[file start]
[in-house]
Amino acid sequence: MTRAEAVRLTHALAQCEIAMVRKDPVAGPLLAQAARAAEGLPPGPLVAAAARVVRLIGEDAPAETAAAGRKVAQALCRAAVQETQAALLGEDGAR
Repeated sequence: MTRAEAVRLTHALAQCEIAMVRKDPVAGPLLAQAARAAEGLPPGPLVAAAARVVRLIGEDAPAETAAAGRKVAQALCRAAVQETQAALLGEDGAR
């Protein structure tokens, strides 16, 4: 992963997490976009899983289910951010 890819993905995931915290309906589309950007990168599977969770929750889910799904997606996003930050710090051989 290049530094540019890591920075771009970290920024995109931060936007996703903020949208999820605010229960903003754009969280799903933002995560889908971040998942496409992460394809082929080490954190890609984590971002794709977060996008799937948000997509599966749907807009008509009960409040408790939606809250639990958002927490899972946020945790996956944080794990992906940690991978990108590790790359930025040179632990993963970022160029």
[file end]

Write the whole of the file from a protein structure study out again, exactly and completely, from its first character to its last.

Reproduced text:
[in-house]
Amino acid sequence: MTRAEAVRLTHALAQCEIAMVRKDPVAGPLLAQAARAAEGLPPGPLVAAAARVVRLIGEDAPAETAAAGRKVAQALCRAAVQETQAALLGEDGAR
Repeated sequence: MTRAEAVRLTHALAQCEIAMVRKDPVAGPLLAQAARAAEGLPPGPLVAAAARVVRLIGEDAPAETAAAGRKVAQALCRAAVQETQAALLGEDGAR
């Protein structure tokens, strides 16, 4: 992963997490976009899983289910951010 890819993905995931915290309906589309950007990168599977969770929750889910799904997606996003930050710090051989 290049530094540019890591920075771009970290920024995109931060936007996703903020949208999820605010229960903003754009969280799903933002995560889908971040998942496409992460394809082929080490954190890609984590971002794709977060996008799937948000997509599966749907807009008509009960409040408790939606809250639990958002927490899972946020945790996956944080794990992906940690991978990108590790790359930025040179632990993963970022160029």